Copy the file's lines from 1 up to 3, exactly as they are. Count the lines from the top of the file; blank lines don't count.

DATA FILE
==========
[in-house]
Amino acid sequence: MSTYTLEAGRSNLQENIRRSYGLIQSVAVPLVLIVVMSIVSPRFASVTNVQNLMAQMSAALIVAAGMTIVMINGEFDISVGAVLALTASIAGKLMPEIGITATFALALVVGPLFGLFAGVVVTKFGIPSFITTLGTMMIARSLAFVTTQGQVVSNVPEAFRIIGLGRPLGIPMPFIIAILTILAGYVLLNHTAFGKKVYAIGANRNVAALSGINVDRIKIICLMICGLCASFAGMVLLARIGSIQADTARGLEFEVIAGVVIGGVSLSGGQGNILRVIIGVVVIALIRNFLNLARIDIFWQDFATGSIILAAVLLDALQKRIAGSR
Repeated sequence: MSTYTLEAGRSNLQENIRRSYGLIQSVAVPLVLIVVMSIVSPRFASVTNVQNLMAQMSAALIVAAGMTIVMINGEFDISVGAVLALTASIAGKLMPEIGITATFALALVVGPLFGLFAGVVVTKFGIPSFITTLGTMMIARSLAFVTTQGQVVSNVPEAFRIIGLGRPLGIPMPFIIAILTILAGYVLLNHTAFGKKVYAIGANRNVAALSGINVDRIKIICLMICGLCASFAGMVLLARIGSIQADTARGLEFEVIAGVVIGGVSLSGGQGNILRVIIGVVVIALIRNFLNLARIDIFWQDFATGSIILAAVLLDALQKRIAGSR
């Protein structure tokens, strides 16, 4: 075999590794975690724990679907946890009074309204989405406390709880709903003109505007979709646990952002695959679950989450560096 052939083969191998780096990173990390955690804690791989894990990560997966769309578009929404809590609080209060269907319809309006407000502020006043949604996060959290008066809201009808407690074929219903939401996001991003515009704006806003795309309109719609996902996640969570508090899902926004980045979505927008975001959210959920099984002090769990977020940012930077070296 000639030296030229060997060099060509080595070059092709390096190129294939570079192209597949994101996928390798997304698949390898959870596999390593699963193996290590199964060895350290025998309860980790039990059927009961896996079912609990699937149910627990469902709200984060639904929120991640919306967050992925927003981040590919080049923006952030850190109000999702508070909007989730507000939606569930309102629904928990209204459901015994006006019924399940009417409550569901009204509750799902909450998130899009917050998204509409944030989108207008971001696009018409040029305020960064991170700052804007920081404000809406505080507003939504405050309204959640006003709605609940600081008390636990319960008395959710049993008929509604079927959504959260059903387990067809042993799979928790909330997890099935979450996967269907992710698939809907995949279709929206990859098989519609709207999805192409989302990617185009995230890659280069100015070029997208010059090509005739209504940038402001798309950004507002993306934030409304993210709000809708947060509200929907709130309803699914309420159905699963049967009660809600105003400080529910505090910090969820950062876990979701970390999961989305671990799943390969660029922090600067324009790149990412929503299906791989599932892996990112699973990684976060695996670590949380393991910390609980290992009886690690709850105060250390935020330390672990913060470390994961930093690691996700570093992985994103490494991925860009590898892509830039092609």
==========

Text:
[in-house]
Amino acid sequence: MSTYTLEAGRSNLQENIRRSYGLIQSVAVPLVLIVVMSIVSPRFASVTNVQNLMAQMSAALIVAAGMTIVMINGEFDISVGAVLALTASIAGKLMPEIGITATFALALVVGPLFGLFAGVVVTKFGIPSFITTLGTMMIARSLAFVTTQGQVVSNVPEAFRIIGLGRPLGIPMPFIIAILTILAGYVLLNHTAFGKKVYAIGANRNVAALSGINVDRIKIICLMICGLCASFAGMVLLARIGSIQADTARGLEFEVIAGVVIGGVSLSGGQGNILRVIIGVVVIALIRNFLNLARIDIFWQDFATGSIILAAVLLDALQKRIAGSR
Repeated sequence: MSTYTLEAGRSNLQENIRRSYGLIQSVAVPLVLIVVMSIVSPRFASVTNVQNLMAQMSAALIVAAGMTIVMINGEFDISVGAVLALTASIAGKLMPEIGITATFALALVVGPLFGLFAGVVVTKFGIPSFITTLGTMMIARSLAFVTTQGQVVSNVPEAFRIIGLGRPLGIPMPFIIAILTILAGYVLLNHTAFGKKVYAIGANRNVAALSGINVDRIKIICLMICGLCASFAGMVLLARIGSIQADTARGLEFEVIAGVVIGGVSLSGGQGNILRVIIGVVVIALIRNFLNLARIDIFWQDFATGSIILAAVLLDALQKRIAGSR